The Sprite Renderer component lets you display images as Sprites for use in both 2D and 3D scenes.
Add it to a GameObject via the Components menu (Component > Rendering > Sprite Renderer or alternatively, you can just create a GameObject directly with a Sprite Renderer already attached (menu: GameObject > 2D Object > Sprite).
|Sprite||The Sprite object to render. Sprite objects can be generated from textures by using the Sprite setting on the Texture importer.|
|Color||Vertex color of the rendered mesh.|
|Flip||Flip the sprite in the X or Y planes.|
|Material||Material used to render the sprite.|
|Sorting Layer||The layer used to define this sprite’s overlay priority during rendering.|
|Order In Layer||The overlay priority of this sprite within its layer. Lower numbers are rendered first and subsequent numbers overlay those below.|
In 3D graphics, an object’s appearance will vary according to lighting and the position from which it is viewed. In 2D, by contrast, an image is simply displayed onscreen with no transformations other than basic position, scale and rotation. A sprite’s position is given by a 2D coordinate, so there is no concept of “depth” or distance from camera when rendering.
However, it is still very important to have some way to determine the overlay priority of different sprites (ie, which sprites will obscure others when they cross paths). For example, in a driving game, a car should be seen to pass over flat objects on the road surface. Unity uses the concept of sorting layers to allow you to divide sprites into groups for overlay priority. Sprites with a sorting layer lower in the order will be overlaid by those in a higher sorting layer.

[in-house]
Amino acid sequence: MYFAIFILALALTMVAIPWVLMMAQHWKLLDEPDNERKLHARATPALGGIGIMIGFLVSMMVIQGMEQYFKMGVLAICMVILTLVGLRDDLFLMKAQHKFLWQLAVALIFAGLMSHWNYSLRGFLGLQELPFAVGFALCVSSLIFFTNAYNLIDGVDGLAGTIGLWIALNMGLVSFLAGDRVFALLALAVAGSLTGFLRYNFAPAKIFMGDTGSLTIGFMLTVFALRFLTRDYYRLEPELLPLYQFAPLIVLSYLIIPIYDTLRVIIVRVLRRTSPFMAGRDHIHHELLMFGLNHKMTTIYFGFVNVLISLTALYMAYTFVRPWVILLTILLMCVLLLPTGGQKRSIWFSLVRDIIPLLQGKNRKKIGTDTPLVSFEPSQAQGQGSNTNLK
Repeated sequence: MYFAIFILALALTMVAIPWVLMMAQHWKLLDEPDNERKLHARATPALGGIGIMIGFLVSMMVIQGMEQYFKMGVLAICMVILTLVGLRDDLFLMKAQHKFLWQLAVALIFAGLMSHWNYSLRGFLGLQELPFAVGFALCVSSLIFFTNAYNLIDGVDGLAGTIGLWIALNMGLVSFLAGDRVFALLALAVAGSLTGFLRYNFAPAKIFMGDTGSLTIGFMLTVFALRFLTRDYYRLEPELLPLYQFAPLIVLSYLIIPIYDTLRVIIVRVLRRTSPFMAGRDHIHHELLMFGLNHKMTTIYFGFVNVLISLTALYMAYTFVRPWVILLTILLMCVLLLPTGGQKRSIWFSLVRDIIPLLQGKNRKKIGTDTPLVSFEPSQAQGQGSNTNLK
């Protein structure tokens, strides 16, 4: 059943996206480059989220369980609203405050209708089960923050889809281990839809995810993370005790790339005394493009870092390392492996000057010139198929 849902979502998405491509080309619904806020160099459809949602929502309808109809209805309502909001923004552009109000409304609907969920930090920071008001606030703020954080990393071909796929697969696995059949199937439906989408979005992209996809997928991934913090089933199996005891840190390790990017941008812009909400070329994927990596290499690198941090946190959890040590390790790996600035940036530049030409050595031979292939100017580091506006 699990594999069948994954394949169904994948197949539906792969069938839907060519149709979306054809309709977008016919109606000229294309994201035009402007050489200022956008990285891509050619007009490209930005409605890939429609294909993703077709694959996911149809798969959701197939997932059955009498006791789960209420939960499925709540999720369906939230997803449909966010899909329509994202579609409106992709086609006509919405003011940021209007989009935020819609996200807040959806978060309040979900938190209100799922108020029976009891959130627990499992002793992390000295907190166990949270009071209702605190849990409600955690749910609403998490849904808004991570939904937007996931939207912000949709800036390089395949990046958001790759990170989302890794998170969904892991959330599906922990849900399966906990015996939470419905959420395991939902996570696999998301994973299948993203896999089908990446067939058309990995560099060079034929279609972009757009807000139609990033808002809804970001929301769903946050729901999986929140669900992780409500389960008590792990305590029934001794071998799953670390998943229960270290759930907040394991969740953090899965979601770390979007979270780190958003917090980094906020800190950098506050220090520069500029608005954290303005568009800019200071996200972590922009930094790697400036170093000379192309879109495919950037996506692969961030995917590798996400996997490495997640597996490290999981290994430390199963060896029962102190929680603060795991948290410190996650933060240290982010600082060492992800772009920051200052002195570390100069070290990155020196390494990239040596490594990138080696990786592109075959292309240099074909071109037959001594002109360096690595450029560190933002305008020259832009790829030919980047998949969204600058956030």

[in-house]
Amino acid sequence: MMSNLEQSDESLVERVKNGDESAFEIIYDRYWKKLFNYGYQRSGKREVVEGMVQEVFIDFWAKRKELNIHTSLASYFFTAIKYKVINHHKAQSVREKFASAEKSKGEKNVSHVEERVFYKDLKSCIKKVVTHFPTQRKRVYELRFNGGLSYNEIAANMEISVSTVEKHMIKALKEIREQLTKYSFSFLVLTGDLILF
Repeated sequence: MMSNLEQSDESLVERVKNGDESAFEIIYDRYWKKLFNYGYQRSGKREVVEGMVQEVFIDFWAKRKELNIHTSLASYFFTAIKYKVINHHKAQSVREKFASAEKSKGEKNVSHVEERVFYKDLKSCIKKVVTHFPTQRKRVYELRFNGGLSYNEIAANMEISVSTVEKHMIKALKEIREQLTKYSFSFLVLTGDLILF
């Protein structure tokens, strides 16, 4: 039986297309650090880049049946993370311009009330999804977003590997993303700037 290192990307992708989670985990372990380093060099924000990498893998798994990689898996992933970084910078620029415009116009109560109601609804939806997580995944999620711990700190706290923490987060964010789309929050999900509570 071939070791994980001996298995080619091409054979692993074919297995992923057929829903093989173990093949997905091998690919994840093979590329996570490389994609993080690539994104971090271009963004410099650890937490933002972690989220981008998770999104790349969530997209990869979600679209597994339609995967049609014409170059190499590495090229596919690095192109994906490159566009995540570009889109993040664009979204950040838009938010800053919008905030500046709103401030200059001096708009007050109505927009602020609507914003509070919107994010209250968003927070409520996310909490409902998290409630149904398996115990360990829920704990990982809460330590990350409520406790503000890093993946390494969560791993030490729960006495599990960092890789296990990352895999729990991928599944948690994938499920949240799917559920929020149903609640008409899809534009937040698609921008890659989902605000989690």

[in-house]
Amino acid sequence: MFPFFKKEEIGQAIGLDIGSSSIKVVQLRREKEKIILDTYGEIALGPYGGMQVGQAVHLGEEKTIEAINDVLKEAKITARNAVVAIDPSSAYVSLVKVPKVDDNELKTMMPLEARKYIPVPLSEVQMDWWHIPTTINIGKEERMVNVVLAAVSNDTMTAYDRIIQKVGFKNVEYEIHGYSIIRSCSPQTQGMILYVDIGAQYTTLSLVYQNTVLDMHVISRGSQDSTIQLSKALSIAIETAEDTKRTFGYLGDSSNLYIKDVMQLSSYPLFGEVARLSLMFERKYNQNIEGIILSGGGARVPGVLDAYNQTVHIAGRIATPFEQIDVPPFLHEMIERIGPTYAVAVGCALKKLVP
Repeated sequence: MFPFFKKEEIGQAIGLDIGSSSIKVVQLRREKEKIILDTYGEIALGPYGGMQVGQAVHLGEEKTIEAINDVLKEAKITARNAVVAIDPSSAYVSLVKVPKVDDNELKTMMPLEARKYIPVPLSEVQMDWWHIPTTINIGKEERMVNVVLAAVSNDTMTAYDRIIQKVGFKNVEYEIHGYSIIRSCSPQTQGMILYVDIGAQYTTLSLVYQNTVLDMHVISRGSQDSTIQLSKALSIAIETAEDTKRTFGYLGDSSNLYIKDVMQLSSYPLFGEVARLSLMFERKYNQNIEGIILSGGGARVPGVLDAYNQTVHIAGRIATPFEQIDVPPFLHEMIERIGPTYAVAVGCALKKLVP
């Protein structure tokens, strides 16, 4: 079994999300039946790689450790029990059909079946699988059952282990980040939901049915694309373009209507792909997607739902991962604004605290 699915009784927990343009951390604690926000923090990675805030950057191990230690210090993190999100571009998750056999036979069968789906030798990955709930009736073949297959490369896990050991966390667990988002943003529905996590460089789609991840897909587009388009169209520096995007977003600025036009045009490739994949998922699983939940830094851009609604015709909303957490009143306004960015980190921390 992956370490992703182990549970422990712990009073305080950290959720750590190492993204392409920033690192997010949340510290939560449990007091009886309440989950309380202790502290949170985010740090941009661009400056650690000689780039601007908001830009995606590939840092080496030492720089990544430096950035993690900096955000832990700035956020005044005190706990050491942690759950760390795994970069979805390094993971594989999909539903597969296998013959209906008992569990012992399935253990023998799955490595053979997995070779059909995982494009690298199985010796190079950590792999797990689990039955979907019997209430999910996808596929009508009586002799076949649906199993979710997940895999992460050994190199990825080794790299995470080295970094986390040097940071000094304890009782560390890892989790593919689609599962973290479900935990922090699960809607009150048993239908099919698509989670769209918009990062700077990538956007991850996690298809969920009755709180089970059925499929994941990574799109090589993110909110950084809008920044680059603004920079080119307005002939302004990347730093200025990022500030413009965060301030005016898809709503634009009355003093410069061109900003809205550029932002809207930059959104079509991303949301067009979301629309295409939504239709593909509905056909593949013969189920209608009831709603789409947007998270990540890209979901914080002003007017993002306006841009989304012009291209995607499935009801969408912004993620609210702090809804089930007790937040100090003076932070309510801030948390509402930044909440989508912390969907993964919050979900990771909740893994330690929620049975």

Sometimes, two or more objects in the same sorting layer can overlap (eg, two player characters in a side scrolling game). The order in layer property can be used to apply consistent priorities to sprites in the same layer. As with sorting layers, the rule is that lower numbers are rendered first and can be obscured by the higher numbers rendered later. See the layer manager page for details of editing sorting layers. If sorting layers are not used, standard depth-based sorting can be used.
A Sprite Renderer uses the texture supplied in the Sprite property but uses the shader and other properties from the Material property (this is actually accomplished using a MaterialPropertyBlock behind the scenes). This means that you can use the same material to render different sprites without worrying about which texture is assigned on the material.
The sprite is rendered on a mesh that uses position, color and UV at each vertex but no normal vector. If your material requires normal vectors then you can calculate them using a vertex shader (see the Surface Shader Examples page for further details).
The default shaders used for sprites are:
Sprites/Default - a simple alpha blended shader that does not interact with lights in the scene.
Sprites/Diffuse - a simple alpha-blended surface shader that does interact with lights. This generates a front-facing normal vector (0,0,–1).
While Sprites can be flipped by setting negative
transform.scale, this has the side effect of also flipping the child GameObjects and also flipping the colliders, which can be performance intensive or otherwise not preferred.
The SpriteRenderer flipping feature provides a lightweight alternative which doesn’t affect any other components or GameObjects. It simply flips the rendered sprite on x or y axis and nothing else.